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THE LOST LETTER by Jillian Cantor


by Jillian Cantor

Pub Date: June 13th, 2017
ISBN: 978-0-399-18567-0
Publisher: Riverhead

Moving seamlessly between Austria in 1938 and Los Angeles in 1989, this novel connects a grim history to a more hopeful present.

In Austria, the Nazis begin to roust Jews from positions, homes, and safety. Kristoff, an 18-year-old German, finds an apprenticeship with Frederick Faber, a Jewish engraver of stamps and documents. Frederick, his wife, and their two daughters, 13-year-old Miriam and 17-year-old Elena, become the family Kristoff never had. He comes to respect their traditions and forms a special bond with Elena, who, unbeknownst to her father, secretly practices engraving with Kristoff, a skill they use to forge papers to get Jews to safer countries. In present-day LA, Katie Nelson, soon to be divorced, is cleaning her apartment and finds the stamp collection her father passed along to her when he went into a home for Alzheimer's care. Determined to find something of value in his collection—her father always said he hoped to find a “gem”—she consults Benjamin Grossman, a philatelist, who unearths an unopened letter with a unique Austrian stamp. Benjamin keeps Katie apprised of the results of his research. They discover that Frederick Faber engraved the stamp and that it is addressed to one of his daughters, Fraulein Faber, with no first name. Benjamin finds the former Fraulein Faber in Cardiff, Wales, and he plans a trip to visit her, hoping to unravel the mystery of the stamp in which a tiny symbol is engraved. He offers Katie a ticket—he has lots of free miles—to accompany him. They hope to return home with at least a story about the stamp for her father to enjoy before his memory is totally gone. The past gives up its secrets reluctantly but give them up it does. Katie’s father truly has found his gem, and eventually Katie recognizes hers. Cantor (The Hours Count, 2015, etc.) has mixed historical background with fictional characters for a believable, engaging tale in which the past indeed reconciles with the present.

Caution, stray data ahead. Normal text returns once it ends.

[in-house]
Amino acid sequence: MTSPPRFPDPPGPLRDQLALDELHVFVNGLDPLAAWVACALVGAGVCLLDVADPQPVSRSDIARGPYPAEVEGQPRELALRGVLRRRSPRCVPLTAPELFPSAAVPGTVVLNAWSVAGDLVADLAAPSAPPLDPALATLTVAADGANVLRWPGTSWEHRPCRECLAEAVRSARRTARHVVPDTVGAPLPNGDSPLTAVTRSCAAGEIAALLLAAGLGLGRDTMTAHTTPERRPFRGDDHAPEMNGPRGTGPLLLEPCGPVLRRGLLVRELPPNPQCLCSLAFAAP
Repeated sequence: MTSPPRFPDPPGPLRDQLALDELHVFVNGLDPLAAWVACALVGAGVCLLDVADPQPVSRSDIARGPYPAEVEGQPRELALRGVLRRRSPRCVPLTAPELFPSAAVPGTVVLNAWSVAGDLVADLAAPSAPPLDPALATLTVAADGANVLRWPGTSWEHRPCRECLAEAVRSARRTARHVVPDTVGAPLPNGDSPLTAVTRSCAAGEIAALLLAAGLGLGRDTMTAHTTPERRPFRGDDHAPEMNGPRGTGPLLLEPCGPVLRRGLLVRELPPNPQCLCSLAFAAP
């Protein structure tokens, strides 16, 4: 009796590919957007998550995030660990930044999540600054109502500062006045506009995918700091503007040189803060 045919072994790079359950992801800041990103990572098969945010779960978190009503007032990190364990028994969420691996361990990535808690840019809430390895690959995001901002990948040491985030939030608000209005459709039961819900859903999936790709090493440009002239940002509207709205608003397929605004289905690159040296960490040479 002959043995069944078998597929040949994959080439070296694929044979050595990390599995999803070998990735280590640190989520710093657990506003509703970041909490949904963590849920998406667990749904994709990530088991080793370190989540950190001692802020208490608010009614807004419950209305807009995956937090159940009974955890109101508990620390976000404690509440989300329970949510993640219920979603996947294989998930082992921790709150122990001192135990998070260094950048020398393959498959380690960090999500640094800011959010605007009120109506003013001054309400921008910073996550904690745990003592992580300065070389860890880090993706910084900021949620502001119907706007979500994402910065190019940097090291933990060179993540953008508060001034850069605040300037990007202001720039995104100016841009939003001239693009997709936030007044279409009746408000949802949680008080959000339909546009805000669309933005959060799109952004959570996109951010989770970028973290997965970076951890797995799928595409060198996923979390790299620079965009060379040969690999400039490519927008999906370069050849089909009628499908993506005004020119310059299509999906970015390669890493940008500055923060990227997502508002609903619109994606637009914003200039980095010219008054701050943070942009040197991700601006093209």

Cantor has done her research thoroughly to produce another captivating historical novel. Excellent writing, unusual storytelling, and sympathetic characters make a winning combination.